All-campus Earthquake Drill on Thursday, Oct. 19, at 10:19 a.m.
October 09, 2017
On October 19, at 10:19 a.m., the Lewis & Clark community will participate in the Great Oregon Shakeout earthquake drill, which consists primarily of 60 seconds of “drop, cover, and hold on.”
Your participation in this drill is very important for practicing what to do and minimizing injury during an earthquake—a small but vital step in the process of being ready for such an event.
Please prepare yourself for the drill by observing the following guidelines:
Before the drill
Think about where you will be at 10:19 a.m. on October 19, a Thursday. What kind of furniture does the room you will be in contain? Will it be possible to get under something during an earthquake? If not, consider how you can use the configuration of the room to best protect yourself. Get away from unbolted furniture and windows, sit or crouch next to an interior wall, and cover your head. Do not plan to exit the room or stand in a doorway during an earthquake, as these are unsafe options.
If you want to use sound effects to accompany your drill, download this mp3 provided by the Great Oregon Shakeout onto your classroom, office, or personal computer ahead of time.
During the drill
At 10:19 a.m. on October 19, everyone with an lclark.edu email address will receive an email announcing the drill. Those who have configured their emergency alerts via WebAdvisor emergency alert preferences will also receive an automated phone message and a text message announcing the commencement of the drill. If you have not yet done so, please update your Emergency Notification Settings.
If you do not receive an alert by 10:22 a.m., initiate the drill on your own.
Play the sound effects mp3 if desired.
Drop, cover, and hold on to table or desk legs, if available. If not available, crouch next to an interior wall or a stable piece of furniture.
After the drill
Although this drill does not include an evacuation, consider spending a few minutes discussing what your next steps would be. Each classroom contains a laminated card with information about what to do in the event of an emergency. It shows the sites to which people in each academic building would evacuate; find the appropriate gathering site for your building.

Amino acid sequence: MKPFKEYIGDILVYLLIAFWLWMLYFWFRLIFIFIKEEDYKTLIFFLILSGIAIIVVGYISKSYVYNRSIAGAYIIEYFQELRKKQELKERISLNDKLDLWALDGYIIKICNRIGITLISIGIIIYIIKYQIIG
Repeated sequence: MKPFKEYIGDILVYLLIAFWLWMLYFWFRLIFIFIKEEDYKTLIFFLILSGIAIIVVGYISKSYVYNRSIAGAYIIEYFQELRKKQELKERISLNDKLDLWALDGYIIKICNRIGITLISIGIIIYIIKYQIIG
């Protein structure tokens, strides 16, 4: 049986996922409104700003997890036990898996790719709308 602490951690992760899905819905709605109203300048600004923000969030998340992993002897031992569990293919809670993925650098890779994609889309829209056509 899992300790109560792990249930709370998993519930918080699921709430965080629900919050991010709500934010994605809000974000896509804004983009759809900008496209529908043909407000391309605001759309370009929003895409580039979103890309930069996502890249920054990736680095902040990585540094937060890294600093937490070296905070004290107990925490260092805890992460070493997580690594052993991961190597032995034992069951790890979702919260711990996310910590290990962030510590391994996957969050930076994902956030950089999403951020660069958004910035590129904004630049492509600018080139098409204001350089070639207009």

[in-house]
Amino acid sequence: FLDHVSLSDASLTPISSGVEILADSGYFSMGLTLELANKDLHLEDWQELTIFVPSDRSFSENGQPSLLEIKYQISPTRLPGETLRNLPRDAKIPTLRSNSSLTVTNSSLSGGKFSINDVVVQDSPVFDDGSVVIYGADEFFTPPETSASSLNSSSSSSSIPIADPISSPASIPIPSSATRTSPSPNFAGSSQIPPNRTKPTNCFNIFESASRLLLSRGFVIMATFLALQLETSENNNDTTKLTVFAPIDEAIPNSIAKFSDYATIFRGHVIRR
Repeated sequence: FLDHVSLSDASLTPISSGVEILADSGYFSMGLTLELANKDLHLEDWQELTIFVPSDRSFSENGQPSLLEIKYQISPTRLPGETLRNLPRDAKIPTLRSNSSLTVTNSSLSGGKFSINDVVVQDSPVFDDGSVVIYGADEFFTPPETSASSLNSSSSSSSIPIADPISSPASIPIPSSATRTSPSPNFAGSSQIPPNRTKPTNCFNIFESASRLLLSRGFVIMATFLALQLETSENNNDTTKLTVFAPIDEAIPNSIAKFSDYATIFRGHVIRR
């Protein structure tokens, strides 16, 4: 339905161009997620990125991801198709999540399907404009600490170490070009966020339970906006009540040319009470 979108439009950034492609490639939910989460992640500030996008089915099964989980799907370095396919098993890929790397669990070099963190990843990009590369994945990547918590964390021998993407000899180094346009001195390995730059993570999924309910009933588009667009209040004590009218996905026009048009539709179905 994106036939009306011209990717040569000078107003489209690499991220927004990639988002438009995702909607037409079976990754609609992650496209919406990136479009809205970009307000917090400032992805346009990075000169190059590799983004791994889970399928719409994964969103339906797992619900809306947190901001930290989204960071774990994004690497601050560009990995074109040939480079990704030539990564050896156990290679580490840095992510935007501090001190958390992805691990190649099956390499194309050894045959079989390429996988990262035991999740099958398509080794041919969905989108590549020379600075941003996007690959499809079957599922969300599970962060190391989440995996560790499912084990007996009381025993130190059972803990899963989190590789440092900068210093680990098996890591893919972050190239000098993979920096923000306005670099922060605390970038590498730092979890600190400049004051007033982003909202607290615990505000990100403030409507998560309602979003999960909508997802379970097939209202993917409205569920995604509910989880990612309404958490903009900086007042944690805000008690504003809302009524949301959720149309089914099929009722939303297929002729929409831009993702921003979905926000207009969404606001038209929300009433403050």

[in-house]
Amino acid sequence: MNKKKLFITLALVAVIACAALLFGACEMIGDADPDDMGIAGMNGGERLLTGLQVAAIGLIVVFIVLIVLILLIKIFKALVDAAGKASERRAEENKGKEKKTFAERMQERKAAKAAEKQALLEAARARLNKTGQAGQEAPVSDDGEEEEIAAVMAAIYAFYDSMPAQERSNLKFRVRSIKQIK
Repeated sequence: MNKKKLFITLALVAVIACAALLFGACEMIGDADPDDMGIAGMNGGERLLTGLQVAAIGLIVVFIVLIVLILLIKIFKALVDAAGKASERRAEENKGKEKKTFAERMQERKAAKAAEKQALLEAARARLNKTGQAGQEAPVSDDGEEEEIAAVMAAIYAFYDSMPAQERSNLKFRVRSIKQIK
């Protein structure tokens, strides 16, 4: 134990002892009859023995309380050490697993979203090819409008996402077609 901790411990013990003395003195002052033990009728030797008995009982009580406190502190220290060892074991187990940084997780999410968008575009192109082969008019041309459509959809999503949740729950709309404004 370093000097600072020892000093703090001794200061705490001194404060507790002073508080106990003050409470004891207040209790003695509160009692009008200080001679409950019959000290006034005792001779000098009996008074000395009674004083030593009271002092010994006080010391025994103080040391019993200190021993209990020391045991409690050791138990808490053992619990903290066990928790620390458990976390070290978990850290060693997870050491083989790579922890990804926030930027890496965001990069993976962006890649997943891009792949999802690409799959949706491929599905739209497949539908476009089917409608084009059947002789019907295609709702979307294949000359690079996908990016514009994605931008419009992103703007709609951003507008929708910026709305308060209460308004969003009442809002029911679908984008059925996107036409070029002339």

Each classroom also contains a booklet with more detailed emergency response information. What else do you want or need to know about your next steps?
- Develop a family disaster plan, assign roles or duties for each family member, and do the same for people in your neighborhood.
- Please take one minute to complete this survey. Campus Safety values community feedback, as it allows them to address concerns and continually strive to build upon preparedness efforts.
Learn How to Survive for Two Weeks in the Aftermath of a Major Disaster
Oregon’s Office of Emergency Management (OEM) urges everyone to be 2 Weeks Ready for earthquakes and other disasters. To that end, the agency has developed a series of lively one-minute videos, viewable on the OEM YouTube channel (http://bit.ly/2wxyE9C), to inform and educate the public.
The “2 Weeks Ready” campaign was launched by Oregon’s Office of Emergency Management in 2016 in conjunction with the Great ShakeOut. It aims to inspire citizens to be self-sufficient for two weeks in the aftermath of a major disaster.A series of brochures (http://bit.ly/2ktFjex), a Facebook page (http://bit.ly/2jUgHPx) and Twitter feed (@2WeeksReady) provide information, resources and assistance with disaster preparedness planning.
Follow-up Panel Discussion
After the drill, you will have a chance to complete a short survey about your participation and submit questions you may have thought of during the drill.
At 3 p.m. on Wednesday, Nov. 1, Lewis & Clark will host a Disaster Impact Panel Discussion in Council Chamber. Speakers include Alice Busch, Division Chief of Operations for Multnomah County Emergency Management, and Erik Rau, Emergency Management Planner for Oregon Office of Emergency Management.
Save the date if you are interested in the results of the drill and a broader conversation about earthquake preparedness and resilience.
For information on procedures to follow in campus emergencies, please visit the Campus Safety website.